16 Sep 2014 15:50pm
WINDHOEK, 16 SEP (NAMPA) The Namibian Government has joined the rest of the world in renewing its promise to children by launching 'A Promise Renewed' - the Child Survival Strategy and Scaling Up Nutrition (SUN) country implementation plan.
The 2013 Namibia Demographic and Health Survey (NDHS 2013) showed that the under-five mortality rate in the country is 54 per 1 000 live births, while the maternal mortality rate stands at 358 per 100 000 live births.
For this reason the Government in partnership with the Namibian Alliance for Improved Nutrition (NAFIN), the United Nation's Children Fund (Unicef) and the World Health Organisation (WHO) launched the plan at the beginning of September.
UNICEF Country Representative Micaela Marques de Sousa told Nampa under the umbrella of the renewed promise, the Child Survival Strategy aims to reduce the under-five mortality rate from 54 in 2013 to 39 by the year 2015 and to 24 by 2018. The ultimate goal is to reduce the number to below 20 by the year 2035 as per Namibia's pledge to the global Child Survival Initiative.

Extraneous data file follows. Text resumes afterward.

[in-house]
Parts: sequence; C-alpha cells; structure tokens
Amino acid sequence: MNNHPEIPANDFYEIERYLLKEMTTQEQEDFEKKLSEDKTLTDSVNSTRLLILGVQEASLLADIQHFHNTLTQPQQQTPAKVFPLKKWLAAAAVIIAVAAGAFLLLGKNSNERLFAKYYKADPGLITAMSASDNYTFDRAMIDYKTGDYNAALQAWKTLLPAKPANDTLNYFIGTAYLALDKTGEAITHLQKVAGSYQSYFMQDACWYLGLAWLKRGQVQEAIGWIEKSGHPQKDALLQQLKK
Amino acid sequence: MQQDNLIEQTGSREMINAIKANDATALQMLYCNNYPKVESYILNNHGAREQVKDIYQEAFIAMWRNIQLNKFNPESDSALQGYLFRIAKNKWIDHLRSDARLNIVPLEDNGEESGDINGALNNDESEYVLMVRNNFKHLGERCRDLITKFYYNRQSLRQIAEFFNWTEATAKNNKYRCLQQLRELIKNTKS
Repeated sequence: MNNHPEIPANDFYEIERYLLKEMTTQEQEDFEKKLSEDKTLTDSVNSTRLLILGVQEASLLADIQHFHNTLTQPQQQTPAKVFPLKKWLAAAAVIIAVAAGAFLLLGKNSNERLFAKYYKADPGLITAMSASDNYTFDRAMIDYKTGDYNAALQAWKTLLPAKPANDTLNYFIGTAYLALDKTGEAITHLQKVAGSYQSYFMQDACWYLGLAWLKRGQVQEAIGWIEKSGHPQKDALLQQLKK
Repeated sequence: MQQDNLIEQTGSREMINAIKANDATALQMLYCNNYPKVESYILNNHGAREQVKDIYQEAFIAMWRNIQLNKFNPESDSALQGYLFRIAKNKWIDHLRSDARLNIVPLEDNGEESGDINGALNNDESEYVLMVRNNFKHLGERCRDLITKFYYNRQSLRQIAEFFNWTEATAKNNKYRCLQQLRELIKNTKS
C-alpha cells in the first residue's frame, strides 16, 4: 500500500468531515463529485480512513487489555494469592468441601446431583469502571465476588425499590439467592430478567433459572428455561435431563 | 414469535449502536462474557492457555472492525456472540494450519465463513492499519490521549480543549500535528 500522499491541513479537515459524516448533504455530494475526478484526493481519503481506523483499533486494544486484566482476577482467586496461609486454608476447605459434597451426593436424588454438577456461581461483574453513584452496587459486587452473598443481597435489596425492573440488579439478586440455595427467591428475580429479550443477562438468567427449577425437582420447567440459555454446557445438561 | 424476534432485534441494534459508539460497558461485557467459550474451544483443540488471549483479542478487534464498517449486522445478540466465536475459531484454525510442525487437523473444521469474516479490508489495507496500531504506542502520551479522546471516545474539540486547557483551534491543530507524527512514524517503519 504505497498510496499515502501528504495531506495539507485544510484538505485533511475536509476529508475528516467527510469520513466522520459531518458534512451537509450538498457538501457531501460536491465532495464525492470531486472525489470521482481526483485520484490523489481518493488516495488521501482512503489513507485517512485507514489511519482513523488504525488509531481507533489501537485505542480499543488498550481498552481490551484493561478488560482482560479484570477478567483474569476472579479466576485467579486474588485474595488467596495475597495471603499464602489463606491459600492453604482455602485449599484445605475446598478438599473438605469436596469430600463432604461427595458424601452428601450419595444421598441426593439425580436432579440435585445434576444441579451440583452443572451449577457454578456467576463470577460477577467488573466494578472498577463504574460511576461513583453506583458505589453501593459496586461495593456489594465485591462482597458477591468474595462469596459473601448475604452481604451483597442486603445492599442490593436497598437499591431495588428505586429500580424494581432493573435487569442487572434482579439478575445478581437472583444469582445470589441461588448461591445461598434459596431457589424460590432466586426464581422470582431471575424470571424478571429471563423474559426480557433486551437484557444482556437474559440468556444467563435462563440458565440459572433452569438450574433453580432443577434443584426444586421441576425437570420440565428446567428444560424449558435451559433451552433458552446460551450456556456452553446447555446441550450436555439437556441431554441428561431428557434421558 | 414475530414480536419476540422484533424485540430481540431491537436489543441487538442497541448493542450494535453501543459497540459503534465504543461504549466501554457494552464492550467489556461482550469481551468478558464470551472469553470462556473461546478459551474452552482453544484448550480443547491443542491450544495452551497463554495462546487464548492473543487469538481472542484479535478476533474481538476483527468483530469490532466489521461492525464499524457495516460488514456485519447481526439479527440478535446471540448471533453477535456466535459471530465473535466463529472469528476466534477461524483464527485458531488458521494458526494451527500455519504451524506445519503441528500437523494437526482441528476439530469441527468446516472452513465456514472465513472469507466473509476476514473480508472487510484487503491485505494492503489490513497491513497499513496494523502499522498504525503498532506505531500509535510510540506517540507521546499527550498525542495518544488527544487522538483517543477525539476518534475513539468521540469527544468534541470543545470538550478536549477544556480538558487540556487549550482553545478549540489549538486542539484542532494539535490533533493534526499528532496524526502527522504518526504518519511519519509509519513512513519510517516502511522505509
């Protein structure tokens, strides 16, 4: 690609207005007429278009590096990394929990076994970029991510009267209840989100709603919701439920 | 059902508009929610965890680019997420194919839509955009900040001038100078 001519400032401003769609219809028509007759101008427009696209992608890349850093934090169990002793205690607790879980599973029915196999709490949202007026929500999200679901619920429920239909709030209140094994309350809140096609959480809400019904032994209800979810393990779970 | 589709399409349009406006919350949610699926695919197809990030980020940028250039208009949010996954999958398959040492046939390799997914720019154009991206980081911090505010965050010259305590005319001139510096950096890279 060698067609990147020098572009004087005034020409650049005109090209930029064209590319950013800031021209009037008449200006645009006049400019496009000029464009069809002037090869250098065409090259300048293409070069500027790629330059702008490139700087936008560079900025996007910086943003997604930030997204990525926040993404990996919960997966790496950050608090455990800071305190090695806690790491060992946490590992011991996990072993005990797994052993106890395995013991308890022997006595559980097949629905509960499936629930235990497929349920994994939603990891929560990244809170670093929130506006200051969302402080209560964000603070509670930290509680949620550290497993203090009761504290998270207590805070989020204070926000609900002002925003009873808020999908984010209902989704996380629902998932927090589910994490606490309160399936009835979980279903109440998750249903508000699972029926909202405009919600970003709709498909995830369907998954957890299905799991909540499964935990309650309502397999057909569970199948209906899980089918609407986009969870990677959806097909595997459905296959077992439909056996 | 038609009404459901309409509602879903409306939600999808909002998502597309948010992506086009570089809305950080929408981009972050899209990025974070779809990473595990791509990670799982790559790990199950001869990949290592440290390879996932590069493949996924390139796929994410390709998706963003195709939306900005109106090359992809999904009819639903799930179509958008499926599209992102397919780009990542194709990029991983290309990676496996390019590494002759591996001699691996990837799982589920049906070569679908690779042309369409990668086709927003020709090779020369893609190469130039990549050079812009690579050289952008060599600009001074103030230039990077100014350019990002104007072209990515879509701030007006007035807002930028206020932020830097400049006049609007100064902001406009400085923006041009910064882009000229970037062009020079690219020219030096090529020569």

We at UNICEF Namibia see the launch of 'A Promise Renewed' as an opportunity to use comparative advantage and do things better, with little resources, for optimal results for the children, De Sousa said.
The strategy is costed with three budget scenarios - additional per capita funding that could rapidly reduce child mortality by strengthening family-orientated based services; population-orientated scheduled services; and individually-orientated clinical services.
De Sousa further noted that child poverty in Namibia is alarming, with 18 per cent of children still living in severe poverty. But there is good news, she added.
The Child Survival Strategy, the Scaling Up Nutritional Plan, and the efforts by Government aim to basically reverse this whole situation, and we at Unicef can really say that efforts are being made, she said.
The UNICEF Country Representative indicated that the statistics from the 2013 NDHS show that Namibia will not achieve the targets of the fourth and fifth Millennium Development Goals (MDGs), which deal with the reduction of child mortality and improving of maternal health by 2015; or that of MDG 1 eradicating extreme poverty and hunger.
De Sousa therefore called for all outstanding issues to be addressed now for the said MDGs to be achieved.
We are delighted and encouraged that the Government of Namibia is taking this bold step, she said.